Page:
The Master’s Prasad

There was an Indian spiritual Master who had lived and taught in the West for many years. One evening after a meditation meeting, the Master wanted to offer his disciples some very special prasad that had been given to him by a seeker who had just returned from a visit to India. But when the Master went downstairs to tell his disciples that he was about to distribute prasad, everybody was talking so loudly that nobody heard him. A few disciples noticed the Master by the door and went to take prasad from him, but most of them paid no attention to him. They were eating and talking to their friends. Finally the Master became furious and asked some of his close disciples to direct everyone back upstairs to the meeting room.

When everyone was seated, the Master said, “In India when we receive prasad from the Master, it is the best form of meditation, the greatest blessing. Taking prasad means an immediate increase of devotion. It is a great help to the seeker’s life of discipline and to his inner progress. Seekers cry and pray for days and months to be able to go to the temple to receive prasad from their favourite deity. When they finally do get prasad, they take it as the highest blessing and grace. But here, when I offer prasad, the correct inner attitude is missing on the part of my disciples. Prasad is not something to be taken lightly, for you to accept or reject at your sweet will.”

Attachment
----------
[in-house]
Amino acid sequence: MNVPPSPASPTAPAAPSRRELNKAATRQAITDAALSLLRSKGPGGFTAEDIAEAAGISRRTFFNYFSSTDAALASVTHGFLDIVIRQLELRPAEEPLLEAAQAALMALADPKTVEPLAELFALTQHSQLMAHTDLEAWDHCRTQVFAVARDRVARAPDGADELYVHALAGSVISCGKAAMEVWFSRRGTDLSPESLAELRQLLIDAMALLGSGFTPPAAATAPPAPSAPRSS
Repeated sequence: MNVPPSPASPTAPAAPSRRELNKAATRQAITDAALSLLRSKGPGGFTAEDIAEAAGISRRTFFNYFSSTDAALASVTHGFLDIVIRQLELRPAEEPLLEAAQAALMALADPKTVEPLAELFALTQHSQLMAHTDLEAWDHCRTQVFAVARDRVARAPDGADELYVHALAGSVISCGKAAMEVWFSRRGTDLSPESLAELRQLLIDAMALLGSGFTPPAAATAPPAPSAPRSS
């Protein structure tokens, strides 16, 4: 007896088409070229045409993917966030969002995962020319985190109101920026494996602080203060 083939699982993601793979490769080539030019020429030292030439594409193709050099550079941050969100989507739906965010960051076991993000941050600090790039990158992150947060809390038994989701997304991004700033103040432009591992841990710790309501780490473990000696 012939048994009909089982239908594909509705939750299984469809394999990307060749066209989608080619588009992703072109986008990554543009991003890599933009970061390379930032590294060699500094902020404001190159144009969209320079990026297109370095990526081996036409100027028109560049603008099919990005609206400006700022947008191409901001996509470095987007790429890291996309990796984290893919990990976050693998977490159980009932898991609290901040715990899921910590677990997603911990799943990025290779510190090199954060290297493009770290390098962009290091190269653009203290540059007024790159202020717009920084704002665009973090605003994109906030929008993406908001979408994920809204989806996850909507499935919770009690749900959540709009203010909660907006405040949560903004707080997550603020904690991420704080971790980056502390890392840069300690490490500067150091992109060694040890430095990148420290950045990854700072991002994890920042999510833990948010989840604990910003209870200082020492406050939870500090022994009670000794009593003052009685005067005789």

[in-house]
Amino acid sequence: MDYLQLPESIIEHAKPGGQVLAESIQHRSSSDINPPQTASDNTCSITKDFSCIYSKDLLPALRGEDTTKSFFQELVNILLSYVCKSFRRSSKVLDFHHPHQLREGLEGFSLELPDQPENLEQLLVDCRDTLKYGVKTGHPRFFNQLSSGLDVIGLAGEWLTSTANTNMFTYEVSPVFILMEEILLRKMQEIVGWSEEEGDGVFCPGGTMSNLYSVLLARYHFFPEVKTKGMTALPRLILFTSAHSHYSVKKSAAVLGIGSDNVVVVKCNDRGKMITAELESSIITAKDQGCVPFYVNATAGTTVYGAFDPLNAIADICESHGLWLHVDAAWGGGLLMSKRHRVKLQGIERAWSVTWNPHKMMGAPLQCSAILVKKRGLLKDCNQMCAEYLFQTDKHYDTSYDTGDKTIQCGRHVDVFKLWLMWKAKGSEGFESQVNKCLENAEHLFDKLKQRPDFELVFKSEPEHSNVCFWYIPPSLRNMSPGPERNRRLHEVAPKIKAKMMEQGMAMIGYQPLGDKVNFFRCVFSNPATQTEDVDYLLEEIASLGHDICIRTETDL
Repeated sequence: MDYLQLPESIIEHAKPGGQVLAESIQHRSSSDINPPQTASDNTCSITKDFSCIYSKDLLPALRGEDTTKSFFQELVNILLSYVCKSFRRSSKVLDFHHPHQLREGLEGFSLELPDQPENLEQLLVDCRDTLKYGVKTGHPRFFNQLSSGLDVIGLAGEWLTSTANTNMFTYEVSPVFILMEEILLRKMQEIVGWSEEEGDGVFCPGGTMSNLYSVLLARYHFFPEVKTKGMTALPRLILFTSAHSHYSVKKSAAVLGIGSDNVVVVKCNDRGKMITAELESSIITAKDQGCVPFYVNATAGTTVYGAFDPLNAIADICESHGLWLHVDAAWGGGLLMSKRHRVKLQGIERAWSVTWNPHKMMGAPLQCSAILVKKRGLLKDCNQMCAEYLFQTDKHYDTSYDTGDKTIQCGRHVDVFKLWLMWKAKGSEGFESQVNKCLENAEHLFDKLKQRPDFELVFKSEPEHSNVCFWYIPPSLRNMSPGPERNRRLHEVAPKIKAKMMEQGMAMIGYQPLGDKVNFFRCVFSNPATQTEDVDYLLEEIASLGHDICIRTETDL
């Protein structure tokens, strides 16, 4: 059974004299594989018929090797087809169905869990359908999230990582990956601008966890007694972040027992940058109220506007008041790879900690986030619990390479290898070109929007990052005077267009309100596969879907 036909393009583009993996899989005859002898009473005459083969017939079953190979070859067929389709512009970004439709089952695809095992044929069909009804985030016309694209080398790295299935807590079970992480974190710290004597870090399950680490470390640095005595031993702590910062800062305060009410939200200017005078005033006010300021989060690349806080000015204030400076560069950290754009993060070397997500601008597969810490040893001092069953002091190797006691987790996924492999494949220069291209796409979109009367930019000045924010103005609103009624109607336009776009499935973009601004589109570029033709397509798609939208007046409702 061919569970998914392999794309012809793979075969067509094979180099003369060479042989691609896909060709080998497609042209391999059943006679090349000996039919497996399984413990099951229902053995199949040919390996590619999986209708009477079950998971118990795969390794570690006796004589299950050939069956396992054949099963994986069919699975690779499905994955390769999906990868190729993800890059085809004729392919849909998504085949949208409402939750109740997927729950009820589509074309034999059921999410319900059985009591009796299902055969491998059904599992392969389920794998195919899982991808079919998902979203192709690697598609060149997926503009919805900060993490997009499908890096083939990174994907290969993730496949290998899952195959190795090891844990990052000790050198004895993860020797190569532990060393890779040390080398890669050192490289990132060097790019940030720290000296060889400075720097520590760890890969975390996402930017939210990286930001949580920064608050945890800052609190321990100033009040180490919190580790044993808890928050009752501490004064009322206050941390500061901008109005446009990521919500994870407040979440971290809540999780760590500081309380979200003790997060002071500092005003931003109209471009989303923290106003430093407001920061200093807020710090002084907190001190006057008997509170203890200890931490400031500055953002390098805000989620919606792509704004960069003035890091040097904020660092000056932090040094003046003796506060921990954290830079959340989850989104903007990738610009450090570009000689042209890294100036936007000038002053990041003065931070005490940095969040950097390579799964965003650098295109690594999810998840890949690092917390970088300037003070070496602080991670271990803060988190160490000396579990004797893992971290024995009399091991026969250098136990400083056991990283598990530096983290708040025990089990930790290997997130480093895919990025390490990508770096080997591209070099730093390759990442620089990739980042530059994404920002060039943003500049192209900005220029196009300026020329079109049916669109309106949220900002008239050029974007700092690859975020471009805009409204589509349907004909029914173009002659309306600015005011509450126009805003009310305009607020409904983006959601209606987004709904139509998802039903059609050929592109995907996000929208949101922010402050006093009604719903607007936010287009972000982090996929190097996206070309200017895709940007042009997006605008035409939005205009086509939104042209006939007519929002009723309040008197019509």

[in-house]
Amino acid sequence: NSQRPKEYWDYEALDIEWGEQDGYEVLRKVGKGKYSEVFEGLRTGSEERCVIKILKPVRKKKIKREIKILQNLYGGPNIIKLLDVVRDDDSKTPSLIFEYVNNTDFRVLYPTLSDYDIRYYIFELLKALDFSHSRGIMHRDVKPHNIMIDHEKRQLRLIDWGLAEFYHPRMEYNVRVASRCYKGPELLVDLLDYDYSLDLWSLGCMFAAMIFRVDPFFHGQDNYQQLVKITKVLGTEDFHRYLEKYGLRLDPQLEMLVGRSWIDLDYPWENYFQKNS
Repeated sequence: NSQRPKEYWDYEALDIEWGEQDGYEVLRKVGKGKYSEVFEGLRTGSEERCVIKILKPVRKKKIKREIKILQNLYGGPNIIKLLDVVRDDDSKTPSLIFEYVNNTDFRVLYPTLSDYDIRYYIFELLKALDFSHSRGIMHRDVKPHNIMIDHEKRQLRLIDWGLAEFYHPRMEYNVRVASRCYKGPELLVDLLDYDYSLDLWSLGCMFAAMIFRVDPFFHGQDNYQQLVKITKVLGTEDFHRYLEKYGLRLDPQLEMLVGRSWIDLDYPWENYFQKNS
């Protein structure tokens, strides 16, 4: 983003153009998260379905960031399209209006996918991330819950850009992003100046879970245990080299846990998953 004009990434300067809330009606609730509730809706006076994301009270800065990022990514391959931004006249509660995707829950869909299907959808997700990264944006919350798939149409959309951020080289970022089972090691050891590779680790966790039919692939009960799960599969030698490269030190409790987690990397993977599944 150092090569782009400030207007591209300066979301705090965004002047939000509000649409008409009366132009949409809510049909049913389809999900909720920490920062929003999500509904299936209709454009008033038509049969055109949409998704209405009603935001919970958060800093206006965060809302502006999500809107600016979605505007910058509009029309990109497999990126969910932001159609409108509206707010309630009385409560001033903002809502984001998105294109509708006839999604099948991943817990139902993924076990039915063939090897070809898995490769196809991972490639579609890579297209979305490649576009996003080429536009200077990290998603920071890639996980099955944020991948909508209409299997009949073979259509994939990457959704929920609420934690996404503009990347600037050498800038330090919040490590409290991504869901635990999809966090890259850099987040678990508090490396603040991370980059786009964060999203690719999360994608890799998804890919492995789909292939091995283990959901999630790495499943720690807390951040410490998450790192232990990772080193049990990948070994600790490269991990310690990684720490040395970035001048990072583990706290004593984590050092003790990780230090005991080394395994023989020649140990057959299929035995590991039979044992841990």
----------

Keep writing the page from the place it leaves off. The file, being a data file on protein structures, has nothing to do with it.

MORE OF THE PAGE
“But Master,” one young man said, “I have never understood why food prepared by human beings can be so special.”

The Master made no attempt to conceal his annoyance with this question. “How many times have I told you that when food is soulfully offered to a deity, the food becomes blessed and purified. Even if someone has quarrelled or fought while cooking it, since he has faith in that particular god, that particular god blesses him and his food. Here in the West we do not have that kind of implicit faith. After we cook, we could ask God to purify the food, but we do not even think of offering it to the Supreme for protection, purification or extra grace. We should, but we don’t do it.”

The wife of the young man stood up. “Master, you have made everything very clear to us. From now on, I shall consciously offer the food that I cook to the Supreme for His blessings. But why are you so annoyed with my husband’s question?”